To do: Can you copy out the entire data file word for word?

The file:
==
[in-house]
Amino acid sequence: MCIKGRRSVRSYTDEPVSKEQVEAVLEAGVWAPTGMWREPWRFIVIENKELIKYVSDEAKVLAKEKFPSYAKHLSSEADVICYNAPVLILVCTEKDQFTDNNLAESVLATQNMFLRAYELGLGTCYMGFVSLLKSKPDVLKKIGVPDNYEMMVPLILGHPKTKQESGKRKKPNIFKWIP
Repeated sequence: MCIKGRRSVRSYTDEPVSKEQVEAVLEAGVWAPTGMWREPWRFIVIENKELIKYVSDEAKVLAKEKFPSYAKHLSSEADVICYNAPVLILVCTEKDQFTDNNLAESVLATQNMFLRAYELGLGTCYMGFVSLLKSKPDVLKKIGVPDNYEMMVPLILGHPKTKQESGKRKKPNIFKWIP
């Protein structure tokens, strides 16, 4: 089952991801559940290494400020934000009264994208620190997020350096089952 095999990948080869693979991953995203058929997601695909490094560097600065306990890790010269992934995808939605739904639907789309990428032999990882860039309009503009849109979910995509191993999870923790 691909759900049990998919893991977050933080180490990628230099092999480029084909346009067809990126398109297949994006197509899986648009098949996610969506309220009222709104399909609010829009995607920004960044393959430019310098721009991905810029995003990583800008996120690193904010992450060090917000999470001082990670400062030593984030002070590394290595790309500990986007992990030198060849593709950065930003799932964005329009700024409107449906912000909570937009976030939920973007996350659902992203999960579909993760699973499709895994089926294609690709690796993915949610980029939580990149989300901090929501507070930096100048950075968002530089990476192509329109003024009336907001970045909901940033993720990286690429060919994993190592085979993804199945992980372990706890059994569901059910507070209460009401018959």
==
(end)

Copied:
[in-house]
Amino acid sequence: MCIKGRRSVRSYTDEPVSKEQVEAVLEAGVWAPTGMWREPWRFIVIENKELIKYVSDEAKVLAKEKFPSYAKHLSSEADVICYNAPVLILVCTEKDQFTDNNLAESVLATQNMFLRAYELGLGTCYMGFVSLLKSKPDVLKKIGVPDNYEMMVPLILGHPKTKQESGKRKKPNIFKWIP
Repeated sequence: MCIKGRRSVRSYTDEPVSKEQVEAVLEAGVWAPTGMWREPWRFIVIENKELIKYVSDEAKVLAKEKFPSYAKHLSSEADVICYNAPVLILVCTEKDQFTDNNLAESVLATQNMFLRAYELGLGTCYMGFVSLLKSKPDVLKKIGVPDNYEMMVPLILGHPKTKQESGKRKKPNIFKWIP
């Protein structure tokens, strides 16, 4: 089952991801559940290494400020934000009264994208620190997020350096089952 095999990948080869693979991953995203058929997601695909490094560097600065306990890790010269992934995808939605739904639907789309990428032999990882860039309009503009849109979910995509191993999870923790 691909759900049990998919893991977050933080180490990628230099092999480029084909346009067809990126398109297949994006197509899986648009098949996610969506309220009222709104399909609010829009995607920004960044393959430019310098721009991905810029995003990583800008996120690193904010992450060090917000999470001082990670400062030593984030002070590394290595790309500990986007992990030198060849593709950065930003799932964005329009700024409107449906912000909570937009976030939920973007996350659902992203999960579909993760699973499709895994089926294609690709690796993915949610980029939580990149989300901090929501507070930096100048950075968002530089990476192509329109003024009336907001970045909901940033993720990286690429060919994993190592085979993804199945992980372990706890059994569901059910507070209460009401018959």